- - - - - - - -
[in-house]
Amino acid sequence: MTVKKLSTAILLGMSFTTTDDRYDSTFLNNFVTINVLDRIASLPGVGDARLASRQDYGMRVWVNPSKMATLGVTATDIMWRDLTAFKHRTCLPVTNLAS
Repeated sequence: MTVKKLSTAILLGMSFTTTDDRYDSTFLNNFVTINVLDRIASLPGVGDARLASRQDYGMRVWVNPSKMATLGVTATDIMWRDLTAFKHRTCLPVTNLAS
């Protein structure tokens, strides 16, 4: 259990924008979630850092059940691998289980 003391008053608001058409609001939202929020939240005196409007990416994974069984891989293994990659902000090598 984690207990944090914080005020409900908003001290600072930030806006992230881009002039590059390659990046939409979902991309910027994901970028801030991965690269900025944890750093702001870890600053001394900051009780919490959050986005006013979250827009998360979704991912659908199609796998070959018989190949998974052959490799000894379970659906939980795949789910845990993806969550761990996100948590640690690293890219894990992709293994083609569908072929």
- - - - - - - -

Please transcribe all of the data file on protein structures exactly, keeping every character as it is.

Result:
[in-house]
Amino acid sequence: MTVKKLSTAILLGMSFTTTDDRYDSTFLNNFVTINVLDRIASLPGVGDARLASRQDYGMRVWVNPSKMATLGVTATDIMWRDLTAFKHRTCLPVTNLAS
Repeated sequence: MTVKKLSTAILLGMSFTTTDDRYDSTFLNNFVTINVLDRIASLPGVGDARLASRQDYGMRVWVNPSKMATLGVTATDIMWRDLTAFKHRTCLPVTNLAS
């Protein structure tokens, strides 16, 4: 259990924008979630850092059940691998289980 003391008053608001058409609001939202929020939240005196409007990416994974069984891989293994990659902000090598 984690207990944090914080005020409900908003001290600072930030806006992230881009002039590059390659990046939409979902991309910027994901970028801030991965690269900025944890750093702001870890600053001394900051009780919490959050986005006013979250827009998360979704991912659908199609796998070959018989190949998974052959490799000894379970659906939980795949789910845990993806969550761990996100948590640690690293890219894990992709293994083609569908072929």